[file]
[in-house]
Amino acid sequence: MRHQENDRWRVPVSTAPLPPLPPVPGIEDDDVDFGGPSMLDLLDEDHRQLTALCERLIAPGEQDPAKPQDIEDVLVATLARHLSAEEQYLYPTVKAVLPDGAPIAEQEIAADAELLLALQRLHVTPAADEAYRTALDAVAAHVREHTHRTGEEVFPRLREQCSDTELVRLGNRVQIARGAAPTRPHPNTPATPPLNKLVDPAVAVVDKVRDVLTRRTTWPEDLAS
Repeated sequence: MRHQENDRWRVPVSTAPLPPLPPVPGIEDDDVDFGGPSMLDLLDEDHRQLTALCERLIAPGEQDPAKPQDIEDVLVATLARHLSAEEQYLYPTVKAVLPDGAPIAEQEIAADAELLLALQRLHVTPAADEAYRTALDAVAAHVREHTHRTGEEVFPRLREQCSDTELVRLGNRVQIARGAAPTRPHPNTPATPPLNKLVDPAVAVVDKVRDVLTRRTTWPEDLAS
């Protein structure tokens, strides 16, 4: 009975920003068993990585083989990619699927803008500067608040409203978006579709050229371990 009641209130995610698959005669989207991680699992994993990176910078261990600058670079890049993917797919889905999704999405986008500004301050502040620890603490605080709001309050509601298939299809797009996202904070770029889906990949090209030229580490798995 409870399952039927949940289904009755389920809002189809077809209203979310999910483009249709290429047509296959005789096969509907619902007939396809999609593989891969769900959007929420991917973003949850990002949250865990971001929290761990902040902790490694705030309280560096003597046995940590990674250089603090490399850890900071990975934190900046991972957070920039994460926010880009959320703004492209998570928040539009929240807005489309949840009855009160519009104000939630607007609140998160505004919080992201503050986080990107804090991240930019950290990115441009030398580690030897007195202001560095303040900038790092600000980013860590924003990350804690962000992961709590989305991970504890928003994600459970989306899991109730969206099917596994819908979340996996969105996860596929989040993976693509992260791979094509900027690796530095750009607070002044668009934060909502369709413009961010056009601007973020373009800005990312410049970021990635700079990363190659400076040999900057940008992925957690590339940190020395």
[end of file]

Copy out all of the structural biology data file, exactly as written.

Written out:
[in-house]
Amino acid sequence: MRHQENDRWRVPVSTAPLPPLPPVPGIEDDDVDFGGPSMLDLLDEDHRQLTALCERLIAPGEQDPAKPQDIEDVLVATLARHLSAEEQYLYPTVKAVLPDGAPIAEQEIAADAELLLALQRLHVTPAADEAYRTALDAVAAHVREHTHRTGEEVFPRLREQCSDTELVRLGNRVQIARGAAPTRPHPNTPATPPLNKLVDPAVAVVDKVRDVLTRRTTWPEDLAS
Repeated sequence: MRHQENDRWRVPVSTAPLPPLPPVPGIEDDDVDFGGPSMLDLLDEDHRQLTALCERLIAPGEQDPAKPQDIEDVLVATLARHLSAEEQYLYPTVKAVLPDGAPIAEQEIAADAELLLALQRLHVTPAADEAYRTALDAVAAHVREHTHRTGEEVFPRLREQCSDTELVRLGNRVQIARGAAPTRPHPNTPATPPLNKLVDPAVAVVDKVRDVLTRRTTWPEDLAS
């Protein structure tokens, strides 16, 4: 009975920003068993990585083989990619699927803008500067608040409203978006579709050229371990 009641209130995610698959005669989207991680699992994993990176910078261990600058670079890049993917797919889905999704999405986008500004301050502040620890603490605080709001309050509601298939299809797009996202904070770029889906990949090209030229580490798995 409870399952039927949940289904009755389920809002189809077809209203979310999910483009249709290429047509296959005789096969509907619902007939396809999609593989891969769900959007929420991917973003949850990002949250865990971001929290761990902040902790490694705030309280560096003597046995940590990674250089603090490399850890900071990975934190900046991972957070920039994460926010880009959320703004492209998570928040539009929240807005489309949840009855009160519009104000939630607007609140998160505004919080992201503050986080990107804090991240930019950290990115441009030398580690030897007195202001560095303040900038790092600000980013860590924003990350804690962000992961709590989305991970504890928003994600459970989306899991109730969206099917596994819908979340996996969105996860596929989040993976693509992260791979094509900027690796530095750009607070002044668009934060909502369709413009961010056009601007973020373009800005990312410049970021990635700079990363190659400076040999900057940008992925957690590339940190020395």